• Finally, for a change of speed, we have the latest Radical Healthcare Reform proposal from New York Times humor columnist Paul Krugman (2008-02-04): Clinton, Obama, Insurance, in which it is revealed that the most significant policy difference between Hillary Rodham Clinton’s scheme for massive government subsidies to third-party health insurance bureaucracies and Barack Obama’s scheme for massive government subsidies to third-party health insurance bureaucracies is that Hillary Rodham Clinton’s plan would force everybody to buy health coverage from a big corporate insurer, whether it’s in their financial best interest or not; whereas Barack Obama’s plan, although forcing everyone to subsidize other people’s use of big corporate insurers through taxes, would at least give each individual person some choice over whether or not it’s in their own best interest to buy corporate health insurance for herself. Krugman then suggests that reveals a major defect in Obama’s plan and a major virtue of Clinton’s plan. Because, apparently, the purely statistical achievement of universal coverage is an obvious good, regardless of what that coverage amounts to or what the cost of achieving it is, whereas the notion that a bug-government-mandated captive market for big, bureaucratic insurance companies might not always be the best way for each and every one of 300,000,000 very different people with very different needs to get their healthcare costs covered, is an idea that could only be advanced by the dupes or hirelings of the same insurance firms that stand to massively profit from this subsidy program (!).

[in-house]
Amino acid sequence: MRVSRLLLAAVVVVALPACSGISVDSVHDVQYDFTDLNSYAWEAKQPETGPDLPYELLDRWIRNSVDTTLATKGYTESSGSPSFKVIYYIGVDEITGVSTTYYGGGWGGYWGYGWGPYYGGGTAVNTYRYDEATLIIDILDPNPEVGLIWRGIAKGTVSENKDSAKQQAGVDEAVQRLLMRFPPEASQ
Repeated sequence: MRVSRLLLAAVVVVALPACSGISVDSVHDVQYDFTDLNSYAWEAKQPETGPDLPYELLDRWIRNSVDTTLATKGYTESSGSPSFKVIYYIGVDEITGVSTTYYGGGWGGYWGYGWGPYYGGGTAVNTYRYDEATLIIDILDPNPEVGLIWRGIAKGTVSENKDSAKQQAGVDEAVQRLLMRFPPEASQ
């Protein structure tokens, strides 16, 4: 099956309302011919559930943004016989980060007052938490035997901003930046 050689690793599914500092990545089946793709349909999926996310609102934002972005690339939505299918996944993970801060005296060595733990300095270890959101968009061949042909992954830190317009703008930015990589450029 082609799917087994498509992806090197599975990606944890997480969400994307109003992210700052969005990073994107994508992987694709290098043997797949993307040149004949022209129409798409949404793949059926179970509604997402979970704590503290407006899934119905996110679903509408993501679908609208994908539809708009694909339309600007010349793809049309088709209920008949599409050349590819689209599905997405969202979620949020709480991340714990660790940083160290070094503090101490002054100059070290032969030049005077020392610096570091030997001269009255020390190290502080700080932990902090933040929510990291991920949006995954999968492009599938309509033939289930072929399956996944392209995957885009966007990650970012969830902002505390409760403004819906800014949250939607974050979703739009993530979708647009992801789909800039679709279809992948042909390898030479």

This is, apparently, what passes for Leftist economics among the professional statist-blowhard class in America. Libertarian mutualists, i.e. the genuinely Leftist alternative to the corporate liberal managerialism and progressive statism fraudulently passed off as Leftism today, know that radical healthcare reform would mean something very different — the abolition of government obstacles in healthcare and the emergence of grassroots networks and institutions for mutual aid among the working class, not a massive effort by the policy elite to universalize and ossify the existing boss-and-bureaucrat model of third-party healthcare coverage.

Republicans for Parochialism and Ignorance

This is a new online ad, recently released by the campaign team, to a chorus of praise from the membership of Know-Nothings for Tom Tancredo:

Oh, wait, my bad. Here’s the right one:

Just remember: they are not against immigrants. They’re just against illegal immigrants.

On a related note, I’d like to wish everyone a very happy Anti-Nationalism Day.

(Link via Migra Matters 2007-12-10.)